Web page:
Blue Bird Builds Big Yellow School Bus Business in Georgia, CEO Comments on Recent Acquisition

John Tabellione

Monday, September 29th, 2014

Every school day, parents in the U.S. trust about half a million school buses to safely transport 25 million children to and from school and related activities. Statistics show students are 50 times safer in a school bus than in a passenger car.

The person responsible for manufacturing almost one-third of these vehicles is Phil Horlock, CEO of Blue Bird Corporation, headquartered in Fort Valley, Georgia. Blue Bird, founded in 1927 by Albert L. Luce, is the innovator of the original yellow school bus with a metal frame, now ubiquitous and recognizable throughout the world.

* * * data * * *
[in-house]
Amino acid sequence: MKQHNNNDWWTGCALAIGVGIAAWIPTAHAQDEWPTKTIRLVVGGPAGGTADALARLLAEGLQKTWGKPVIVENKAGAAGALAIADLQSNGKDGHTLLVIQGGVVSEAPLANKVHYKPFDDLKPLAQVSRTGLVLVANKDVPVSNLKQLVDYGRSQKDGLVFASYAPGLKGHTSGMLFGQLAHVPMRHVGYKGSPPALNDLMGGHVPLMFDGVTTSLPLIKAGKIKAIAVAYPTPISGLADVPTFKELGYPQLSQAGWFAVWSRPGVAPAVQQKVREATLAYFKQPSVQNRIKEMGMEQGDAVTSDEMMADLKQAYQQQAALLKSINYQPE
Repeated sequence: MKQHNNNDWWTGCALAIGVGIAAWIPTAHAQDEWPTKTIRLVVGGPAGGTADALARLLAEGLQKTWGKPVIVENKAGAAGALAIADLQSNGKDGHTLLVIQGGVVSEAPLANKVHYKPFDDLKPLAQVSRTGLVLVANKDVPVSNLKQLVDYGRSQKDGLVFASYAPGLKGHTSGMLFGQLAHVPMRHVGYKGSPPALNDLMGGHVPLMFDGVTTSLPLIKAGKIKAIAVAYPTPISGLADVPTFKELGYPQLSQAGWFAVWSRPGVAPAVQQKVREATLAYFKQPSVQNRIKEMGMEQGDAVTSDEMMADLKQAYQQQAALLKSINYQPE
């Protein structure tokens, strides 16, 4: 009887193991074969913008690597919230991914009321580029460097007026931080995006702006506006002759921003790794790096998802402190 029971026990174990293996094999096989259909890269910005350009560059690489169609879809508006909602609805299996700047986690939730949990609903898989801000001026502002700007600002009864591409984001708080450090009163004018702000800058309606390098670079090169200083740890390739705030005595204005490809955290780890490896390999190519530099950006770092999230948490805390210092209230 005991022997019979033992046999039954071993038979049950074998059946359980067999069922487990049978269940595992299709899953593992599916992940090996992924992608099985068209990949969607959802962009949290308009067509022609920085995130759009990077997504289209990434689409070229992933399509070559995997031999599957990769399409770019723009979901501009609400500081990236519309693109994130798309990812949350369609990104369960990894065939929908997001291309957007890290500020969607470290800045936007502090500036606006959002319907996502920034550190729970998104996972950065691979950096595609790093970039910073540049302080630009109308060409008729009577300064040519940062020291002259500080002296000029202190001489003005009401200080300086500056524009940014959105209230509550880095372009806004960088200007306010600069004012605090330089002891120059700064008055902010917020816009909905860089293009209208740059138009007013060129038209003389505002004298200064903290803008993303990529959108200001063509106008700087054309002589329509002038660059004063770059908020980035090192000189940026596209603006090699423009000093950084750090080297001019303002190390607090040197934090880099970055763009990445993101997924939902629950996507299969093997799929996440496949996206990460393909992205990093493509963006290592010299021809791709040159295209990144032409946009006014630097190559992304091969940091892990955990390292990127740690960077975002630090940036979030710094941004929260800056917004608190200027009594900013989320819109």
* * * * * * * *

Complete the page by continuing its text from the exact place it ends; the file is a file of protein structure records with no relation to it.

As you might imagine, safety is the number one priority for Horlock and Blue Bird. The company’s buses are “remarkably safe” and the foundation of the bus, the company’s purpose-built chassis, are the only ones in the industry “engineered and built uniquely for transporting children,” says Horlock; whereas competitor chassis are designed for carrying cargo and rest on a truck chassis.
Specifically, Blue Bird’s most popular model, the Vision, has a sloped hood with a steeper angle versus competitors to provide best-in-class visibility for the driver. When it comes to the ability to make tight turns, Blue Bird buses have the tightest turning radius. For customers who order them, seatbelts can be built into all of their buses, but the compartmentalized and padded high-back seats actually serve to act as a cocoon for the passengers in the event of an accident. Overall, Horlock states the Fort Valley engineers design unique safety features into its buses that help to further protect its passengers.